Star Wars: The Last Jedi
Resistance fighters Finn (John Boyega), Poe (Oscar Isaac), and Rey (Daisy Ridley) battle against the pernicious First Order and Supreme Leader Snoke (Andy Serkis). Rey must locate Luke Skywalker (Mark Hamill) on the planet Ahch-To and persuade him to join her the Resistance's fight. Poe (Oscar Isaac) defies the orders of Vice Admiral Amilyn Holdo (Laura Dern), the new leader of the Resistance while Princess Leia (Carrie Fisher) lays comatose. Finn teams up with Rose (Kelly Marie Tran), a maintenance worker, to try to find the film's MacGuffin: a codebreaker that would disable the First Order's security system. There are more subplots, but none of them will be revealed here to avoid spoiling the surprises.
The latest entry in the Star Wars franchise suffers from a strong beginning, a weak middle and mediocre ending that leaves you more exhausted than exhilarated. The plot covers a lot of ground without enough time to stop to get to know any of its characters. Unless you're a gung-ho Star Wars fan who's familiar with every character like the back of your hand, you won't have much a reason to care about anyone onscreen. Moreover, writer/director Rian Johnson's screenplay awkwardly blend action and drama with comedy and little bit of tacked-on romance. One particular scene involving an image that's not what it initially appears to be comes out of nowhere and feels like it belongs in a parody of Star Wars even though it does generate laughter.
Too many tonal shifts make the film uneven. The way that Johnson incorporates exposition is rather contrived and nearly grinds the film's momentum to a halt at times. To be fair, exposition is a tricky part of screenwriting, so it takes a skilled writer to know how to include it organically. Unfortunately, the pedestrian screenplay fails to be emotionally engrossing enough. Any slight amount of emotional depth comes from the performances, not the screenplay. If someone saying "May the force be with you!" is enough to make you shed a tear, then perhaps you'll find the film to be more poignant than I did.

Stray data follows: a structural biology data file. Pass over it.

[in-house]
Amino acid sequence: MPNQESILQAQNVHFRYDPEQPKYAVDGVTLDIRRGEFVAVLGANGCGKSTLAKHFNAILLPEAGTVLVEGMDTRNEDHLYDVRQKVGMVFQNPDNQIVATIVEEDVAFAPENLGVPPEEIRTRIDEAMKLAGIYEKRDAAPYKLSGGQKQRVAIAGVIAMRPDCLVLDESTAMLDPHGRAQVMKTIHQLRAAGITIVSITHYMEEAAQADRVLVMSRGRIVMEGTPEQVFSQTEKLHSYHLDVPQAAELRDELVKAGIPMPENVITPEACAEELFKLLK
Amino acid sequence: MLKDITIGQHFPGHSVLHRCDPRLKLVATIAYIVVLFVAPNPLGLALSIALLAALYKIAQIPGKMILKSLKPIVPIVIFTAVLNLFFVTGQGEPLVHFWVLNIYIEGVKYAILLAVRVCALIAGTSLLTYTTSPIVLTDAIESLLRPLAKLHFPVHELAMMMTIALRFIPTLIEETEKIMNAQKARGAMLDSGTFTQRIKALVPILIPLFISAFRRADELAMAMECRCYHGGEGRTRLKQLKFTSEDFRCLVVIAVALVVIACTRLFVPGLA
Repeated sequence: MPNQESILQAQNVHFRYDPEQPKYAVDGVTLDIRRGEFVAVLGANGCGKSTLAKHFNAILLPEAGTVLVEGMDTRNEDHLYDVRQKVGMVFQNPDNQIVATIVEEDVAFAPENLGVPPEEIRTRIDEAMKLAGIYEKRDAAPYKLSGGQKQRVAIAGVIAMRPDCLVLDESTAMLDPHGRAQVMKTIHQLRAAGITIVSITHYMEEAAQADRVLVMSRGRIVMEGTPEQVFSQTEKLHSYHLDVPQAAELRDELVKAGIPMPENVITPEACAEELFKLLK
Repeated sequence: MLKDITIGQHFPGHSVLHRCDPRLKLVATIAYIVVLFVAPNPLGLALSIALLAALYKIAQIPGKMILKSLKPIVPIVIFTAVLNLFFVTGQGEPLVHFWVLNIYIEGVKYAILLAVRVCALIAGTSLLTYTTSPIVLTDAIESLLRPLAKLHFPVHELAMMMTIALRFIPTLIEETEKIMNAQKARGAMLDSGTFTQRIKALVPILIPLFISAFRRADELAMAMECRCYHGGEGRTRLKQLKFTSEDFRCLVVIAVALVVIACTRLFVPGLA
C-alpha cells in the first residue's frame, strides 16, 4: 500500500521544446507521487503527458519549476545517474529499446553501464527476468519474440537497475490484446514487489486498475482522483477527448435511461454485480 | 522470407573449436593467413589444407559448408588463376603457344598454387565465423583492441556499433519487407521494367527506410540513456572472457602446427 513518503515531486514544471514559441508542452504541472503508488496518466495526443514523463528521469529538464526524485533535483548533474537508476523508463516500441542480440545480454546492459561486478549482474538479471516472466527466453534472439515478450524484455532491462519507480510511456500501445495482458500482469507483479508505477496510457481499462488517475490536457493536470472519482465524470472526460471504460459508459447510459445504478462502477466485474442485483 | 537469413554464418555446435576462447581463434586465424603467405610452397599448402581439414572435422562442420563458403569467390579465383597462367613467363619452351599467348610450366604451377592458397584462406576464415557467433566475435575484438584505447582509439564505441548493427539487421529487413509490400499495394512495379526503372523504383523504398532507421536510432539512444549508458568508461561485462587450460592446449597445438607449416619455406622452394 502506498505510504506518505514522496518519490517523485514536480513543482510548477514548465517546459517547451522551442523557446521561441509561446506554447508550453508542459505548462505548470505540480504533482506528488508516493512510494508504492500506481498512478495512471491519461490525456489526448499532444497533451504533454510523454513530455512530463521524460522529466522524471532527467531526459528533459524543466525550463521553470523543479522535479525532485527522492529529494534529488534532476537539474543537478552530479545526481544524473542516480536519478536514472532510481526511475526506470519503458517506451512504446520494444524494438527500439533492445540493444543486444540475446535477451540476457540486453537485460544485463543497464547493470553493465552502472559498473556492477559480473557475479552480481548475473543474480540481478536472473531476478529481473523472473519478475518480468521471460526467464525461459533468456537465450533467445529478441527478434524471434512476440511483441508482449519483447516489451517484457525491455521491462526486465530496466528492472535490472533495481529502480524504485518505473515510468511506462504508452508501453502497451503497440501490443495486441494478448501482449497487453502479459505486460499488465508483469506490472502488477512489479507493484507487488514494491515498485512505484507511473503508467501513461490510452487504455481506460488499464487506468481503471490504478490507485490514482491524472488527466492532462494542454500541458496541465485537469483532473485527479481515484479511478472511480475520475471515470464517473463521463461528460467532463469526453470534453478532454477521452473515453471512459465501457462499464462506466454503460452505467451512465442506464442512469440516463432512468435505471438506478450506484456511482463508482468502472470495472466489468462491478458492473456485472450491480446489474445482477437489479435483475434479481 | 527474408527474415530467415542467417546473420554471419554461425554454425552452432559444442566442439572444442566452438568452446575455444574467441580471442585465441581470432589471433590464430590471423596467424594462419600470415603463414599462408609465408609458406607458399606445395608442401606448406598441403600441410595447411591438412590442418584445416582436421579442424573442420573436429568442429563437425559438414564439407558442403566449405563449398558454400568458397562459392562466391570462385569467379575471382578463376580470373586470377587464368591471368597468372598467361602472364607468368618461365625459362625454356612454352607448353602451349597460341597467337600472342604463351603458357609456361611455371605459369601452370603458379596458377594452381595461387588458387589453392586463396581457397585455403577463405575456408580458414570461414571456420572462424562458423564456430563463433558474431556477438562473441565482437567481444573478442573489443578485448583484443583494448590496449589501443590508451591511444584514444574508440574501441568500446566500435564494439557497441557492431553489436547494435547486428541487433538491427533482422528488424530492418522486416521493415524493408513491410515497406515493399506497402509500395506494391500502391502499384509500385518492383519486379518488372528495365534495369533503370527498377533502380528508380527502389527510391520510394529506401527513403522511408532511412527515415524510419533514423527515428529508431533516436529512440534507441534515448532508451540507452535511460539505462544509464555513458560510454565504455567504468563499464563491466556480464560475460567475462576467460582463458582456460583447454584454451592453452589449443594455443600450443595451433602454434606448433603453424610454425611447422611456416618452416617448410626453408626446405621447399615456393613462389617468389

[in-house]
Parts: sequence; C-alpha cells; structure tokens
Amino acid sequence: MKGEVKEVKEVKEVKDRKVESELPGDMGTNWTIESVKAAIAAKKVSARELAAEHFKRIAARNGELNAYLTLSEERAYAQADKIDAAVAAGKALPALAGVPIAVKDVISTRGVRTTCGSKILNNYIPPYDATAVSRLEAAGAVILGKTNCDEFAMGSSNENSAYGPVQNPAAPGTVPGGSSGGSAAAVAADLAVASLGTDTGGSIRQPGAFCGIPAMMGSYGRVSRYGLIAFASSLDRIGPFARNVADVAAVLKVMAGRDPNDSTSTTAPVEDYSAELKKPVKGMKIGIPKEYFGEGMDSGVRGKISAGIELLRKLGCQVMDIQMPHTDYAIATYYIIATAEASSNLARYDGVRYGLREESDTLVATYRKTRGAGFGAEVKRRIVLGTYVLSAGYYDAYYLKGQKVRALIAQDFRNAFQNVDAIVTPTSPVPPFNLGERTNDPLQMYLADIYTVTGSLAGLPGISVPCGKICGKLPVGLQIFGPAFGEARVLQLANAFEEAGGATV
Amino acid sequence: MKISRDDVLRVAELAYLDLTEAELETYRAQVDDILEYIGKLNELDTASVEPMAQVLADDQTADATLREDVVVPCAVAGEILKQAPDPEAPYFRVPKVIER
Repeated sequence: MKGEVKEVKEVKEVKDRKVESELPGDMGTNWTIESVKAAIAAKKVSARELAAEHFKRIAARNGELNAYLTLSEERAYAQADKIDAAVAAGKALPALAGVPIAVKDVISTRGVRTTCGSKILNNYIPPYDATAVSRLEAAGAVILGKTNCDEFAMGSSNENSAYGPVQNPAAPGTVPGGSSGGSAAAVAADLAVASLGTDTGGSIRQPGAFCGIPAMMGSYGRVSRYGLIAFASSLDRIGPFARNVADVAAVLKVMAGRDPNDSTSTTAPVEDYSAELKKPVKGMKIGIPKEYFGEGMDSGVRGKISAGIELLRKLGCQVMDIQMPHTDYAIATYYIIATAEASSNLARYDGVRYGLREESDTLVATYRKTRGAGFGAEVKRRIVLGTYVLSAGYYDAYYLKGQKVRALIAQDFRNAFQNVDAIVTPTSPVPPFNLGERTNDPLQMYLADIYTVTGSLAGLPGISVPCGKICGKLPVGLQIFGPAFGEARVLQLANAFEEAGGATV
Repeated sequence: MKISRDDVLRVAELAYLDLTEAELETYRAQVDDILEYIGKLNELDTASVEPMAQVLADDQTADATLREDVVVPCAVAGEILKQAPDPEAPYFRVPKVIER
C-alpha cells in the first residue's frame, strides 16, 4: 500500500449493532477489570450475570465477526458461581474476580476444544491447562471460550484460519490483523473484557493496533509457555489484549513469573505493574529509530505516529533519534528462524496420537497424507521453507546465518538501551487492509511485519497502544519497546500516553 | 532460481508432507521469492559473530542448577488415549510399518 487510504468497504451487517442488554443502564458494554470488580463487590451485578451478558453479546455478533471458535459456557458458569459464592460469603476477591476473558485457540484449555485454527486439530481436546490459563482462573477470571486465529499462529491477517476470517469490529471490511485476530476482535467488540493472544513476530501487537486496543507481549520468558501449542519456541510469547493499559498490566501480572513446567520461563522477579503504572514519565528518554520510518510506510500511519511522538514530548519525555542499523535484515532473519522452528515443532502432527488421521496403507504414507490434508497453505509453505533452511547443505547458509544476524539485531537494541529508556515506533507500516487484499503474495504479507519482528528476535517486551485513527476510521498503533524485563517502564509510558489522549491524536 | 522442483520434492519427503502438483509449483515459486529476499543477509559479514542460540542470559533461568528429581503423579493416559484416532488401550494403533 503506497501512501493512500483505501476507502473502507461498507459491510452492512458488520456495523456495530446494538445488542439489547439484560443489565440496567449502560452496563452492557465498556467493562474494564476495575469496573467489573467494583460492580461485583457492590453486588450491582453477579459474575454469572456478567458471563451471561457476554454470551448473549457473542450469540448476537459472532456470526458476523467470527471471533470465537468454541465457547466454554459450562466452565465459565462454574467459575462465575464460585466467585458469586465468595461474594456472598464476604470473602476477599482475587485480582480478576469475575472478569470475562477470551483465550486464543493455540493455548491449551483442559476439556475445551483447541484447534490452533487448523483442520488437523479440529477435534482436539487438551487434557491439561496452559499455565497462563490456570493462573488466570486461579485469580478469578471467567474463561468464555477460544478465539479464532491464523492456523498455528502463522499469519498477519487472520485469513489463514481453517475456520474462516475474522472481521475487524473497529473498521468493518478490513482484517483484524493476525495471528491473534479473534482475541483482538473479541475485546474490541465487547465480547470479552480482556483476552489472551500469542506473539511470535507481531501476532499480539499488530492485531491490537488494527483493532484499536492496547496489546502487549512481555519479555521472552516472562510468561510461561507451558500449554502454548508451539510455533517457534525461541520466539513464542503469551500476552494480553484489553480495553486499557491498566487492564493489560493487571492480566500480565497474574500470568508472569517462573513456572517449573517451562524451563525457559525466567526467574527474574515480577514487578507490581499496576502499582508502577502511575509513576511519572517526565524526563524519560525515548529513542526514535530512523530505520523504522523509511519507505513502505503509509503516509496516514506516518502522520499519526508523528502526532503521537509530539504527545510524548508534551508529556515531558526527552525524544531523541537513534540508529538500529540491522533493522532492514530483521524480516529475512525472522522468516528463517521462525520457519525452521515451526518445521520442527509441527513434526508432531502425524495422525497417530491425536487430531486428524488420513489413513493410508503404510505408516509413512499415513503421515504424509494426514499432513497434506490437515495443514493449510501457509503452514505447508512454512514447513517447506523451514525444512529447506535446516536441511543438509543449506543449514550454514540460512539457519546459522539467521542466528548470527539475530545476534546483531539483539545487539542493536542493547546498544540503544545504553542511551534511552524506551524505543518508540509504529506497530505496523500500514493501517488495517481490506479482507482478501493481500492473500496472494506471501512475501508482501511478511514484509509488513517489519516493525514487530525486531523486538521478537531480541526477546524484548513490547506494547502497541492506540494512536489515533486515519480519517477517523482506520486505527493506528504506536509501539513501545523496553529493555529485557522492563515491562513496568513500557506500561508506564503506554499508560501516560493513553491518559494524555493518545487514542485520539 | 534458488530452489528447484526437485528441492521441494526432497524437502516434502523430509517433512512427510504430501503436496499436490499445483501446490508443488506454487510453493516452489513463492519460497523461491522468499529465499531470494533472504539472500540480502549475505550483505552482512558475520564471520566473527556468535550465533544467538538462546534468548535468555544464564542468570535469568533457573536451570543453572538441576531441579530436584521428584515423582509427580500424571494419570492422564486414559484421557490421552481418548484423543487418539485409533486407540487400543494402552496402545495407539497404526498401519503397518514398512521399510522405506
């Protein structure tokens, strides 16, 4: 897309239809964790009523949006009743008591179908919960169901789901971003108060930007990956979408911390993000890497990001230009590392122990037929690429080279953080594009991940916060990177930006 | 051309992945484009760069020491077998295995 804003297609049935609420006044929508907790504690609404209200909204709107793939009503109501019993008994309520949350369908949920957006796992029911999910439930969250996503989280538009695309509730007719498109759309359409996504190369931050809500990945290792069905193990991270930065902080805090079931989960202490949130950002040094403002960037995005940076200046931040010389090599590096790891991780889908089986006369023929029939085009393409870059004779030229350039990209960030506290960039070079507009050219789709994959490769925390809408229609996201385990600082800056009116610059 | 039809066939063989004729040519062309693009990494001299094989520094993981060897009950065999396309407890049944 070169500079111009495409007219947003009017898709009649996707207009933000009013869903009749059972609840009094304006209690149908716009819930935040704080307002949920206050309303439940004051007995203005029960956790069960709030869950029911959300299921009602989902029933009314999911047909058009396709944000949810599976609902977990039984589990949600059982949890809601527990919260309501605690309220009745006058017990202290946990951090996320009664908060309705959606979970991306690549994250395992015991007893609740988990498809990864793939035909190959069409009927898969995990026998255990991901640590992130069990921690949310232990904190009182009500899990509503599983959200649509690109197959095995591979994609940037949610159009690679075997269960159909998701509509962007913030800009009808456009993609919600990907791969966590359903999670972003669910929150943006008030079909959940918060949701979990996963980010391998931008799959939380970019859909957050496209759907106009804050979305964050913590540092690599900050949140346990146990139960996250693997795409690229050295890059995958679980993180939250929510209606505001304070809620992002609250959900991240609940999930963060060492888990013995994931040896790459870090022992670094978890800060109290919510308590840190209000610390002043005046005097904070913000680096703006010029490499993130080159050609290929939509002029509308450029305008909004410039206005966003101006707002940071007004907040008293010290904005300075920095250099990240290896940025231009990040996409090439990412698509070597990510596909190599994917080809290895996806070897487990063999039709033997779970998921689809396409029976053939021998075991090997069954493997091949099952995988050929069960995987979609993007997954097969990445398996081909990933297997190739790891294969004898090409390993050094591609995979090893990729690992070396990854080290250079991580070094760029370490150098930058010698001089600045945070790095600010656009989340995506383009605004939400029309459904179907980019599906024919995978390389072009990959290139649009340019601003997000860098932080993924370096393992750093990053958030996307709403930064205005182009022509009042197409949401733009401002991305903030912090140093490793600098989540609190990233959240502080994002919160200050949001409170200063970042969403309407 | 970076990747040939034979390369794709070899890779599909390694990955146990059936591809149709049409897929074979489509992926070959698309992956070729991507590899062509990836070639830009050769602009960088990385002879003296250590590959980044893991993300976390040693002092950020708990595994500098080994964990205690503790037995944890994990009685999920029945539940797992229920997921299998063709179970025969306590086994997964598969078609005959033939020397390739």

The action scenes look and sound great----you can clearly see where the film's budget went----but that's not nearly enough to hold your attention through the boring and bland second act. Yes, the visuals are dazzling with impressive CGI, but excessive visual spectacle becomes increasingly tedious and, eventually, tiresome as well. It's no help that the third act has at least 4 false endings much like the third Lord of the Rings had, so just when you think that the film is over, it keeps going and going and going while your patience wears thin, unless you're a steadfast Star Wars fan who's easily pleased and can watch the film with an uncritical mind. At a running time of 2 hours and 32 minutes, Star Wars: The Last Jedi is sporadically thrilling, but overlong, exhausting, tonally uneven, and often dull.